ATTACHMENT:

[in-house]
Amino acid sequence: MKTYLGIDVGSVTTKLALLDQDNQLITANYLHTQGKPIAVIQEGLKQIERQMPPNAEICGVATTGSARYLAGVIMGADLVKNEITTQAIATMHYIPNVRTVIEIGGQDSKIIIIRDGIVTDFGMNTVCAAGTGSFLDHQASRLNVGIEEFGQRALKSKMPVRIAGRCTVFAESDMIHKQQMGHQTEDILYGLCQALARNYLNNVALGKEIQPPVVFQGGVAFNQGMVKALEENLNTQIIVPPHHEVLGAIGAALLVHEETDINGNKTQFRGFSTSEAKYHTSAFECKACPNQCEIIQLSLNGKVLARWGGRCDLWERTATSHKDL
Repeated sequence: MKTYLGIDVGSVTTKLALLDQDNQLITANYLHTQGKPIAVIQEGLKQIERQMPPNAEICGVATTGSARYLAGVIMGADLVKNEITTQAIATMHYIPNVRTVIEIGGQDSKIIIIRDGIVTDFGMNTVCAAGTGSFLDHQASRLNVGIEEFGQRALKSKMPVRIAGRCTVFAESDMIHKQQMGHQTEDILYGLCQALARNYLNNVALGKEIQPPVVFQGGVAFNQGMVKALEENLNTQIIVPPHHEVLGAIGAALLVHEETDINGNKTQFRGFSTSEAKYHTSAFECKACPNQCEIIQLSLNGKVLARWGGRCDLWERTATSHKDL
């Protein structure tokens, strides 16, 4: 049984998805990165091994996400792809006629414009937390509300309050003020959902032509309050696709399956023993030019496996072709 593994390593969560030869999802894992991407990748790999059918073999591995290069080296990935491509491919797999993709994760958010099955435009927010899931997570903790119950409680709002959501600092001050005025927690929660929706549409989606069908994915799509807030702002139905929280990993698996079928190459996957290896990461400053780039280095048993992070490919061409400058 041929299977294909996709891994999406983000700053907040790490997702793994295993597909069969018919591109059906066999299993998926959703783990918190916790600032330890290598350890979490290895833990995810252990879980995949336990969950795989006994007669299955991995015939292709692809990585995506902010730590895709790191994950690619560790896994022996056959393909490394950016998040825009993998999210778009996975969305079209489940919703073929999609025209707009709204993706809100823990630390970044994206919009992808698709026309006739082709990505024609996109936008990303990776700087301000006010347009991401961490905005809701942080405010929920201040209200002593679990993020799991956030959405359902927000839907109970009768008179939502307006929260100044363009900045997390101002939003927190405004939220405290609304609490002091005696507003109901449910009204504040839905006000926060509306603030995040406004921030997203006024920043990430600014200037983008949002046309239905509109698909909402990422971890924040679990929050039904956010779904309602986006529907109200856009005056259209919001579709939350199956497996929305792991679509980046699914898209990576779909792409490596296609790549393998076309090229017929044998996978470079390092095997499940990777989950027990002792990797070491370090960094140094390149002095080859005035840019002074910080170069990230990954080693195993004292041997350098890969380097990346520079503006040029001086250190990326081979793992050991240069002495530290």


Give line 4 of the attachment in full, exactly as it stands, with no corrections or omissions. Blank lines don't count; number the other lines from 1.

């Protein structure tokens, strides 16, 4: 049984998805990165091994996400792809006629414009937390509300309050003020959902032509309050696709399956023993030019496996072709 593994390593969560030869999802894992991407990748790999059918073999591995290069080296990935491509491919797999993709994760958010099955435009927010899931997570903790119950409680709002959501600092001050005025927690929660929706549409989606069908994915799509807030702002139905929280990993698996079928190459996957290896990461400053780039280095048993992070490919061409400058 041929299977294909996709891994999406983000700053907040790490997702793994295993597909069969018919591109059906066999299993998926959703783990918190916790600032330890290598350890979490290895833990995810252990879980995949336990969950795989006994007669299955991995015939292709692809990585995506902010730590895709790191994950690619560790896994022996056959393909490394950016998040825009993998999210778009996975969305079209489940919703073929999609025209707009709204993706809100823990630390970044994206919009992808698709026309006739082709990505024609996109936008990303990776700087301000006010347009991401961490905005809701942080405010929920201040209200002593679990993020799991956030959405359902927000839907109970009768008179939502307006929260100044363009900045997390101002939003927190405004939220405290609304609490002091005696507003109901449910009204504040839905006000926060509306603030995040406004921030997203006024920043990430600014200037983008949002046309239905509109698909909402990422971890924040679990929050039904956010779904309602986006529907109200856009005056259209919001579709939350199956497996929305792991679509980046699914898209990576779909792409490596296609790549393998076309090229017929044998996978470079390092095997499940990777989950027990002792990797070491370090960094140094390149002095080859005035840019002074910080170069990230990954080693195993004292041997350098890969380097990346520079503006040029001086250190990326081979793992050991240069002495530290």